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Basalt History

Basalt was formed in the late 1880s when the two small communities of Frying Pan Junction and Aspen Junction joined together on land formerly occupied by the Ute Indians. Frying Pan, the first settlement in the area, was established in 1882 on the south side of the trout rich Frying Pan River. It was a tent city where men who worked the nearby charcoal kilns were housed. Aspen Junction was created in 1887 to accommodate workers on the Colorado Midland Railroad.

Construction of the railroad, which had begun in 1885, quickly connected the town of Leadville through Hagerman Pass to Aspen Junction, along the Frying Pan River, and then branching out to Aspen, Glenwood Springs, and Grand Junction. The arrival of the railroad not only facilitated transporting charcoal and ore, it also brought people and supplies. Folks from Frying Pan soon moved across the river and Aspen Junction quickly became a town with a general store, a boarding house, a restaurant and several saloons. By 1890 there was a post office in Aspen Junction but five years later, so as not to confuse the location with either Aspen or Grand Junction, the name was changed to Basalt. (A natural choice due to the basalt rock just north of the settlement.)

The Town of Basalt was officially incorporated in October of 1901. It remained a vital railroad center until 1919 when the railroad closed. Mining, ranching and farming became the main occupations of area residents and their town was lined with Victorian charm. For decades, until the advent of the ski industry in and around Aspen, Basalt was known primarily as a ranching community. Then, in the 1960s, many local residents found employment up valley with the rapid popularity of skiing and the growth of tourism.


Facts: Population approximately 4,000; elevation 6,611 feet; land area 1.9 square miles, situated at the confluence of the Frying Pan and Roaring Fork Rivers.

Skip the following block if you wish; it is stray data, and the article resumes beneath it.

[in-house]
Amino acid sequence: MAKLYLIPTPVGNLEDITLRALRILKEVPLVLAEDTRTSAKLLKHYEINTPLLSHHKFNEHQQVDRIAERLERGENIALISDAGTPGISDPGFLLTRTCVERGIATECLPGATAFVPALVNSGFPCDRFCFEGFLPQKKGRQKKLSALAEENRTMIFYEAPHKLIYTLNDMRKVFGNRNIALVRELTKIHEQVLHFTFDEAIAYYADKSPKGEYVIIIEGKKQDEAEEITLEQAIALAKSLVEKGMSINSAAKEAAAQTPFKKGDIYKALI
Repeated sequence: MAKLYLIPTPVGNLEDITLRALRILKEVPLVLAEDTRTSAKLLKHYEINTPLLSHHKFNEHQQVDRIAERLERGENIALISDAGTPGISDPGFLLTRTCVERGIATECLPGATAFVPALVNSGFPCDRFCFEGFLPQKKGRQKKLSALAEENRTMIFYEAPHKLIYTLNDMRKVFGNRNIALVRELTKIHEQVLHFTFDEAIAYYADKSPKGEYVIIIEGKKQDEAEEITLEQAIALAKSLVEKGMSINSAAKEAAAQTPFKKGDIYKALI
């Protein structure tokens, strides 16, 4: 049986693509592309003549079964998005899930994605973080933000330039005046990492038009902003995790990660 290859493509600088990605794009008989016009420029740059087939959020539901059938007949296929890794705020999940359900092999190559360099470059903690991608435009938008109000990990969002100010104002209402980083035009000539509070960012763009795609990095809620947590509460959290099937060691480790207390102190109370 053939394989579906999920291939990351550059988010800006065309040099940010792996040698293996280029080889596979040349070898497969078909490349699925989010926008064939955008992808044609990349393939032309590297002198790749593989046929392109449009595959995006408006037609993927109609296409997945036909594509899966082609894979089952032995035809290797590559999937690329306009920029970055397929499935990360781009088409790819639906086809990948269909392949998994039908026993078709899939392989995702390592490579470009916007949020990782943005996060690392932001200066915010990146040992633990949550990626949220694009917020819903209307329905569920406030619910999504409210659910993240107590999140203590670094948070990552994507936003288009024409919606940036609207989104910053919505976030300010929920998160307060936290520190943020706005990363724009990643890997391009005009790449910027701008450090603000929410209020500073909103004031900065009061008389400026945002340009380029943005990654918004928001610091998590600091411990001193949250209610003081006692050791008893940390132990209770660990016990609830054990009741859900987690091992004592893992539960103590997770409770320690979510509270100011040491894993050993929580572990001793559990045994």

Walk around downtown Basalt today and you will see remnants of its history in Victorian-styled buildings and the old charcoal kilns not far from the new home of the Rocky Mountain Institute’s Innovation Center, a world-famous “think and do” tank. The small town is filled with restaurants, galleries, shops, professional offices, and a contemporary public library. It is the epicenter for many recreational activities: gold-medal fly-fishing, cycling, jogging, hiking, boating on the Reudi Reservoir, rafting, kayaking, and golfing at the nearby Roaring Fork Club. Beautiful scenery exists any time of year. Take a drive or bike ride along the Frying Pan River and marvel at the deep red rock formations in the Seven Castles area and large private properties along the route.

The town is also characterized by a creative arts culture with several galleries, a community arts center and many resident artists. A vibrant music scene is also   found in local restaurants and at a variety of outdoor concerts all summer long.

Today the environs of Basalt stretch well beyond the downtown area. Located to the south and west along Highway 82 are Southside, the Basalt Design Center, Willits and Willits Town Center. These more recent developments have expanded Basalt’s residential, commercial and service choices many fold. The newest additions include a Whole Foods Market, several medical and professional offices, loft-style living, and the Westin Element Basalt-Aspen Hotel.

Basalt is still growing as development along the Roaring Fork River and plans for revitalizing the downtown core are on the drawing board.

Those who call Basalt home and tourists who come to visit do not wont for outdoor activities or a robust quality of life. All this and less than 20 miles to world-class skiing and Aspen.

The information being provided by the Aspen/Glenwood Springs MLS is exclusively for consumers' personal, non-commercial use, and it may not be used for any purpose other than to identify prospective properties consumers may be interested in purchasing. The data is deemed reliable but is not guaranteed accurate by the MLS.